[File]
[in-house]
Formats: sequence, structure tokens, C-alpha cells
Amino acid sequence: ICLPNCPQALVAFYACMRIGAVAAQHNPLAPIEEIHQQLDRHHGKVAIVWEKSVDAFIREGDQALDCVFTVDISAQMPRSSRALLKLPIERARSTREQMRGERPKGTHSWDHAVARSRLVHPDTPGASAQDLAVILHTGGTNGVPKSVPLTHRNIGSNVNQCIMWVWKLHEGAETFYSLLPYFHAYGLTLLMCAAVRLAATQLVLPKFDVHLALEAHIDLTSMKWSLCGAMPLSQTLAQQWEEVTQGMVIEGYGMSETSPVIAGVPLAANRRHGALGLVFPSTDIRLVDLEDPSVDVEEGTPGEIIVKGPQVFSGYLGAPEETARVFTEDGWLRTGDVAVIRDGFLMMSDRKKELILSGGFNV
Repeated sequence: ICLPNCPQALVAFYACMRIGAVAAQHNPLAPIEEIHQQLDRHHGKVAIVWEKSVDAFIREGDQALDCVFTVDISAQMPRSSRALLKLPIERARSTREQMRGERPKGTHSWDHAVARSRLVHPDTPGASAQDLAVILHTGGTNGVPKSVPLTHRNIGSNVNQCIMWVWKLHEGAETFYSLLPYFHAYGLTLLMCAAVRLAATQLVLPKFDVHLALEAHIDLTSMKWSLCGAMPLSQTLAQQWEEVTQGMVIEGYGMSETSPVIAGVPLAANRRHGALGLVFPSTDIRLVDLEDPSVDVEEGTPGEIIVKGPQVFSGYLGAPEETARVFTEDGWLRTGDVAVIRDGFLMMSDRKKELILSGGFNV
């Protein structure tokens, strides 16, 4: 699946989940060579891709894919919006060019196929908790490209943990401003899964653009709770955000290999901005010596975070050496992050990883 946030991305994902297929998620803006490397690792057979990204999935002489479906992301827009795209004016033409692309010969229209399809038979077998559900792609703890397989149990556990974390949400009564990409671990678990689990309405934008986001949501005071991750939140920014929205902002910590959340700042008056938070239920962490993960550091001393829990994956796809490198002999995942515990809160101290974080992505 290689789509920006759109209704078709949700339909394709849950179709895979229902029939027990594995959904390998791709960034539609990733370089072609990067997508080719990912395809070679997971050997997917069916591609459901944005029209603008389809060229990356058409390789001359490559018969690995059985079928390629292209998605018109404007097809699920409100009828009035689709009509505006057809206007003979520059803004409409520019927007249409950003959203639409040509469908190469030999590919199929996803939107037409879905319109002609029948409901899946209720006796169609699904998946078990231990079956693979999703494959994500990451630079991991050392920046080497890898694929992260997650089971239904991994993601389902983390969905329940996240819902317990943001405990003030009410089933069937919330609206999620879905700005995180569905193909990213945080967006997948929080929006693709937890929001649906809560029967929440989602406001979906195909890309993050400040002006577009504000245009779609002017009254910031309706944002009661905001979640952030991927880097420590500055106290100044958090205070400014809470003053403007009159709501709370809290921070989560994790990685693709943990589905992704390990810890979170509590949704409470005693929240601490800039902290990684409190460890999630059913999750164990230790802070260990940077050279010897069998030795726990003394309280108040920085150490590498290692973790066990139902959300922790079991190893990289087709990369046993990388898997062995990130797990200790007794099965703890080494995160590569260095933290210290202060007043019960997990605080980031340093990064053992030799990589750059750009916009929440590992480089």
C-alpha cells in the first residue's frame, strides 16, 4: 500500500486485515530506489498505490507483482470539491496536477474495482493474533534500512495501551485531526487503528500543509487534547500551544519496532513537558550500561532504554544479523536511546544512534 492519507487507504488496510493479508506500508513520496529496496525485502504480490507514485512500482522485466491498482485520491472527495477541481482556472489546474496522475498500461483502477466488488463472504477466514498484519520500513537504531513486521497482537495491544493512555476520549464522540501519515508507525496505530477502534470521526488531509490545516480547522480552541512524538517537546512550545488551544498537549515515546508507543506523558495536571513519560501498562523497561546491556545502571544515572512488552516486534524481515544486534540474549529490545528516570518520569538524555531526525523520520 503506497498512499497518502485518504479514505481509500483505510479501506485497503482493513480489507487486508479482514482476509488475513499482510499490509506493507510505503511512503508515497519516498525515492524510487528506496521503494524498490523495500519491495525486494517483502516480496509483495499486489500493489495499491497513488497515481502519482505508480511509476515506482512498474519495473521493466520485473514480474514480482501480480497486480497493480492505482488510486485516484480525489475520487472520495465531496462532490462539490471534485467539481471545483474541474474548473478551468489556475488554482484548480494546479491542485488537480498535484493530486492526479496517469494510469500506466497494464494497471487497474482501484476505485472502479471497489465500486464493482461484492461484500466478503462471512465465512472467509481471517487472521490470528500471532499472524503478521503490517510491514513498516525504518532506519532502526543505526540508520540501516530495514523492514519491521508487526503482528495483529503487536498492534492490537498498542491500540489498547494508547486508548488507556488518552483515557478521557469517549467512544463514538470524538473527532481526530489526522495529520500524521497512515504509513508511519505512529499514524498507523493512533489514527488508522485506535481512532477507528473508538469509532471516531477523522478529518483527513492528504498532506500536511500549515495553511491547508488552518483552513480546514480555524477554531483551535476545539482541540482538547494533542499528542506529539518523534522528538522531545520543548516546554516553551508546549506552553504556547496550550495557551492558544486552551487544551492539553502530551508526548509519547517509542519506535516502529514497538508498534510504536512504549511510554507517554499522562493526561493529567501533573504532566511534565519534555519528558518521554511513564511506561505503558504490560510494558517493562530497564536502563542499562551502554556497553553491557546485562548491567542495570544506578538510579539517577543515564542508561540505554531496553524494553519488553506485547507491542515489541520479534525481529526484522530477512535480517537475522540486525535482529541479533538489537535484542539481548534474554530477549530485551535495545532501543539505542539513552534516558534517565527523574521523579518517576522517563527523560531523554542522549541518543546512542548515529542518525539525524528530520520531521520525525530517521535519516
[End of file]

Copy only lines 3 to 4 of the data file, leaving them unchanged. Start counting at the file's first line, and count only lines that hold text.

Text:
Amino acid sequence: ICLPNCPQALVAFYACMRIGAVAAQHNPLAPIEEIHQQLDRHHGKVAIVWEKSVDAFIREGDQALDCVFTVDISAQMPRSSRALLKLPIERARSTREQMRGERPKGTHSWDHAVARSRLVHPDTPGASAQDLAVILHTGGTNGVPKSVPLTHRNIGSNVNQCIMWVWKLHEGAETFYSLLPYFHAYGLTLLMCAAVRLAATQLVLPKFDVHLALEAHIDLTSMKWSLCGAMPLSQTLAQQWEEVTQGMVIEGYGMSETSPVIAGVPLAANRRHGALGLVFPSTDIRLVDLEDPSVDVEEGTPGEIIVKGPQVFSGYLGAPEETARVFTEDGWLRTGDVAVIRDGFLMMSDRKKELILSGGFNV
Repeated sequence: ICLPNCPQALVAFYACMRIGAVAAQHNPLAPIEEIHQQLDRHHGKVAIVWEKSVDAFIREGDQALDCVFTVDISAQMPRSSRALLKLPIERARSTREQMRGERPKGTHSWDHAVARSRLVHPDTPGASAQDLAVILHTGGTNGVPKSVPLTHRNIGSNVNQCIMWVWKLHEGAETFYSLLPYFHAYGLTLLMCAAVRLAATQLVLPKFDVHLALEAHIDLTSMKWSLCGAMPLSQTLAQQWEEVTQGMVIEGYGMSETSPVIAGVPLAANRRHGALGLVFPSTDIRLVDLEDPSVDVEEGTPGEIIVKGPQVFSGYLGAPEETARVFTEDGWLRTGDVAVIRDGFLMMSDRKKELILSGGFNV